The key to lowering Dallas' Hispanic poverty rate lies in Bachman Lake
The Dallas Morning News recently reported, “Hispanic poverty rate drops, but Dallas lags.” The article, based on data released by the U.S. Census Bureau, shows that the poverty rate for Hispanics in Dallas is 25.9 percent, which is 3.7 percent higher than the national average. This discrepancy is one of the reasons the nonprofit I serve, Buckner International, has focused its attention on strengthening families in the Dallas community of Bachman Lake.
Bachman Lake’s community of 82,000 people is 93 percent Hispanic. The area located within the 75220 zip code is home to the most children ages 0-5 years in Dallas, while 93 percent of its school-age children are classified as economically disadvantaged. The area has a Child Protective Services removal rate twice the average in Dallas County and a teen pregnancy rate three-times the national average.
All this is to say, Bachman Lake is one the most underserved communities in Dallas, which is why I believe strengthening the community and its families is the key to further lowering the city’s Hispanic poverty rate.
The No. 1 reason children are removed from families is because of neglect, and the top cause of neglect stems from poverty.
Knowing this, we decided to pivot the way we serve the community. Buckner may have started as an orphanage in Dallas 140 years ago, but Family Hope Centers are our way to prevent families from falling apart by supporting them with the tools and education needed to rise out of poverty. We no longer want to be known as an organization where children go to live, but as an organization that helps children stay where they belong.
Through a local community-led campaign called Shining Hope Dallas, $10.5 million was raised to construct a Buckner Family Hope Center in Bachman Lake (the eighth in Texas and 28th internationally). Its walls are currently being built, but its heart has been beating hard for a few years, as our team of staff and volunteers work out of local churches and schools with Bachman families.
I was speaking with some of these families at an event in Bachman Lake a few years ago when one mother asked me in Spanish what we were doing there and why we were helping her community.
Her questions gave me the opportunity to explain the programs available through the Buckner Family Hope Center, including family coaching, after-school and children’s programs, finance classes and job training.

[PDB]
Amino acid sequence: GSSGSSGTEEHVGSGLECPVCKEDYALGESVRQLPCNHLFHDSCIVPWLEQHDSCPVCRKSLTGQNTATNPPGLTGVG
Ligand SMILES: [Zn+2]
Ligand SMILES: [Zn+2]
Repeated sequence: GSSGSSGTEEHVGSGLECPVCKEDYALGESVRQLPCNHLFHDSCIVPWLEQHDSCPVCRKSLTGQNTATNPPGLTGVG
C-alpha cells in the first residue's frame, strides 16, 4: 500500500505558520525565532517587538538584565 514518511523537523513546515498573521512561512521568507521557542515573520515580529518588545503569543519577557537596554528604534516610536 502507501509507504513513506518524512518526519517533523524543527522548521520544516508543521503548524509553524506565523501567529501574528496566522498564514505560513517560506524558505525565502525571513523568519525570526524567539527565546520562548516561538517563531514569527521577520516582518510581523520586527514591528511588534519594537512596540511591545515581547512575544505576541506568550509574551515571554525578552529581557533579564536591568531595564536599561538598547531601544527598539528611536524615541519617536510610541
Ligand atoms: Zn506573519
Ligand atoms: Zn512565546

She stopped me abruptly to ask where this place I described was.
I proudly told her of our plans to build a center in Bachman Lake in the next few years just a few blocks away from where we stood on Lombardy. I was surprised by her look of disappointment and obvious desperation. “You don’t understand,” she said, gripping my elbow tight. “We don’t have a few years. We need help – we need this place now!”
Yes, Dallas’ Hispanic poverty rate is higher than the rest of the nation – and yes, Bachman Lake is at the center of these statistics, but while many people and organizations might focus on Bachman Lake’s problems, we are choosing to focus on the strengths of the families represented by these statistics.
We choose to look at what children and families have and what they can become, rather than only seeing what they lack or what they are not. We choose to build on their strengths, and we see the beauty that God put into everyone we serve.
By engaging and equipping children and families, we are elevating them and creating strong and safe families for children. We are transforming the community one family at a time; one child at a time through the Buckner Family Hope Center at Bachman Lake – and we hope the rest of Dallas will come together to help.
Written by Buckner President and CEO Albert Reyes. Follow Dr. Reyes on Twitter or via his blog.
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